I agree with Hecate, although we actually gave up saying 'just you wait.....' we said it so often.

I'm pretty sure though that before I had children I would think 'how could they let their children blah blah blah'. Wouldn't have ever never said it out loud thoughgrin

KingRolo Mon 01-Jun-09 09:50:27

"I'd like to see how she behaves when she does finally have kids, and how upset she gets when everything doesn't go exactly to plan!"

Unrealistic expectations of pregnancy, childbirth and parenthood are often at the root of PND I suspect. I had fairly mild and short lived PND but I remember sitting on the bathroom floor with a 3 weeks old DD sobbing 'I wanted a nice baby, not one that cries all the time'.

So if she does have kids, please be nice to her, despite her judgeyness. smile

LovelyTinOfSpam Mon 01-Jun-09 09:51:49

Excellent post rolo smile

I had extremely low expectations and am pretty sure they are what saved me.

Maybe they need to rethink ante-natal classes grin

KingRolo Mon 01-Jun-09 09:54:38

Yep, having very low expectations is the key to happiness in all things imo!

AliGrylls Mon 01-Jun-09 10:01:48

YANBU - I hate that sort of behaviour. It is not even so much the "judgeyness" as you put it, it is the stripping of civil liberties that occurs when one is pregnant annoys me, ie, don't eat this, don't eat that, do this, do that. The number of times I have sat in restaurants and there has been that look when i drink a glass of wine (which is probably the first to be had in 3 weeks) which says "you are abusing your child". It is almost like pregnant women don't have any rights anymore over their body. Really annoys me angry

The other thing - everyone thinks they are an expert at everything nowadays, including parenting. Everyone has a view on the best way to do things. I am already being told by people how to rear my unborn child, even though I feel it is up to me and DH what we do (who is due tomorrow smile)

screamingabdab Mon 01-Jun-09 10:08:26

KingRolo You are right about unrealistic expectations and anxiety/depression. Perfectionism is a common source of unhappiness, and the lack of controllability of life with DCs come as a great shock to lots of us.

LovelyTinOfSpam Mon 01-Jun-09 10:09:48

Rolo i honestly thought that babies cried all night every night for at least a year. And that BF was the most painful difficult thing you could do, and I would be crying while doing it for months.

So when BF was fine and she only cried for 6 hours a night I thought that all my xmass had come at once!

Maybe we should start a new ante-natal service...

dingledangle Mon 01-Jun-09 10:14:54

Regarding your friends 'judgeyness'. You are entitled to your opinion about drinking when pregnant and she is entitled to her views (regardless of whether she has or has not had kids).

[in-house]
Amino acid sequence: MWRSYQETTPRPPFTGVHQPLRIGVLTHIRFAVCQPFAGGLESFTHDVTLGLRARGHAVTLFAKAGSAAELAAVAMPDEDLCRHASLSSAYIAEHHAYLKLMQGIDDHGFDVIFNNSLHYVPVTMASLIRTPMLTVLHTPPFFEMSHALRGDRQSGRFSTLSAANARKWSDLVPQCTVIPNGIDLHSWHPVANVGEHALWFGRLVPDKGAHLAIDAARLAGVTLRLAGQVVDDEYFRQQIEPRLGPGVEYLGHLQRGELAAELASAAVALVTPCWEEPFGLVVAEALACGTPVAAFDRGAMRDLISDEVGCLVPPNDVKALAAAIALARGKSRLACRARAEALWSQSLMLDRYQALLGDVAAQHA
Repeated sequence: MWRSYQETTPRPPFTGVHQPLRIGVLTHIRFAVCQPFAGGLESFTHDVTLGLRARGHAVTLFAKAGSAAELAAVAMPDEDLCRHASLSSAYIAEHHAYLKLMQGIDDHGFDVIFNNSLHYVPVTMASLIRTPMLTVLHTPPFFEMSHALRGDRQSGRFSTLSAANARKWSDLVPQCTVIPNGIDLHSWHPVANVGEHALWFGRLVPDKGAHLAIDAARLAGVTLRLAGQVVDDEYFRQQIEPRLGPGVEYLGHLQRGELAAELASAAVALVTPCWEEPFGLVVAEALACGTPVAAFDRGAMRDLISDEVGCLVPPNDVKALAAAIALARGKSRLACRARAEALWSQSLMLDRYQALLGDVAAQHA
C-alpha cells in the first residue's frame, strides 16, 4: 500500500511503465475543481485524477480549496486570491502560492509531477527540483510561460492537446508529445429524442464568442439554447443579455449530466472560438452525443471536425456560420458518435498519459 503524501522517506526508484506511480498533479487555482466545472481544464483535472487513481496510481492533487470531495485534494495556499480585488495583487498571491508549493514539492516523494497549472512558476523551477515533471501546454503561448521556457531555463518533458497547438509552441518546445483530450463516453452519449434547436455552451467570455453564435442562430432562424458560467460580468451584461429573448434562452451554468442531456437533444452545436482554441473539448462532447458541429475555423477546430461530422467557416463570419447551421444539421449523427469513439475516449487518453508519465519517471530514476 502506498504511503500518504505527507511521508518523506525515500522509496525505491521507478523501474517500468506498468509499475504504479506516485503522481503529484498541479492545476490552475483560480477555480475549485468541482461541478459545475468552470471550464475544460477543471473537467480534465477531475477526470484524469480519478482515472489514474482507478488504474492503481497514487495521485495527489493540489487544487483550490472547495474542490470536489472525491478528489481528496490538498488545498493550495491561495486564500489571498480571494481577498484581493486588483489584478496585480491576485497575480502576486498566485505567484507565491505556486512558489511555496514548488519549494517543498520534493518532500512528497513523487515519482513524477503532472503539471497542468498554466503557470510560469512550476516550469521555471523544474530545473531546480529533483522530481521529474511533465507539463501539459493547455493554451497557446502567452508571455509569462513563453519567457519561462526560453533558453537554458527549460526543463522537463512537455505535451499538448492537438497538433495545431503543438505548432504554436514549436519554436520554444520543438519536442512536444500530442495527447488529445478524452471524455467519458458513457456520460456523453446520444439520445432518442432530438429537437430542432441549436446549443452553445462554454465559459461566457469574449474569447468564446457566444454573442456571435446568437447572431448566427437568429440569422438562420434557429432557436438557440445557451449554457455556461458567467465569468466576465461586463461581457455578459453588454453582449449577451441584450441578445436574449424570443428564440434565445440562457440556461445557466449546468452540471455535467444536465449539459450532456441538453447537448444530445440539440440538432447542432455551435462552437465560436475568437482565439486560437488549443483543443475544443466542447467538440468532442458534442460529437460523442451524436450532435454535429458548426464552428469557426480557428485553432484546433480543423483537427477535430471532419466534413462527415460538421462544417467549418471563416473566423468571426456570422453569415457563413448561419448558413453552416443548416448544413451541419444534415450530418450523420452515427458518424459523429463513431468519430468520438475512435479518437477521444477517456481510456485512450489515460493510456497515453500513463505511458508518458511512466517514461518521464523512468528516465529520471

Personally I did not drink with either of my pregnancies and I would encourage others not too (as the advice seems to keep changing). As others have said it is only for 40 weeks.

minesacheeseandpicklesandwich Mon 01-Jun-09 10:20:59

YANBU!

Horrible thing to have said. Did they know you and others could hear them? Did they act at all embarrassed at being overheard or were they being smug bastards?

And to those who have also agreed on here about the sentiment, if not the action, please consider those whose social life does, whilst not actually revolving around alcohol, include it and friends who consume it. I have enjoyed the odd glass of wine here and there, with no problems or judgeyness, and have had two friends pregnant at the same time as me who have also had the odd glass, so maybe I have been lucky.

But TBH, if your social life includes meeting friends in the pub, lime and soda gets awfully boring after a while. Pubs really need to get more choice of non-alcoholic drinks and at a decent price! Having been in the pub game myself a few years ago, I am very aware of the excessive GP on soft drinks to counter the low GP on alcohol. And if you have people over for dinner, then you can have all the soft drinks you want, but it doesn't help when all and sundry and getting happily merry beside you whilst you are stone cold sober.

Though saying that, Somerfield and Waitrose do a very nice (for what it is wink) alcohol-free red wine. At least then you feel like you're joining in. grin

LovelyTinOfSpam Mon 01-Jun-09 10:22:32

Ah the american model dingle. So you approve of people openly telling people at a BBQ that they should not have one glass of wine if they are pg? You don't believe in keeping your thoughts to yourself on these matters?

AliGrylls Mon 01-Jun-09 10:24:07

Alcohol free red wine? Does it taste like red wine?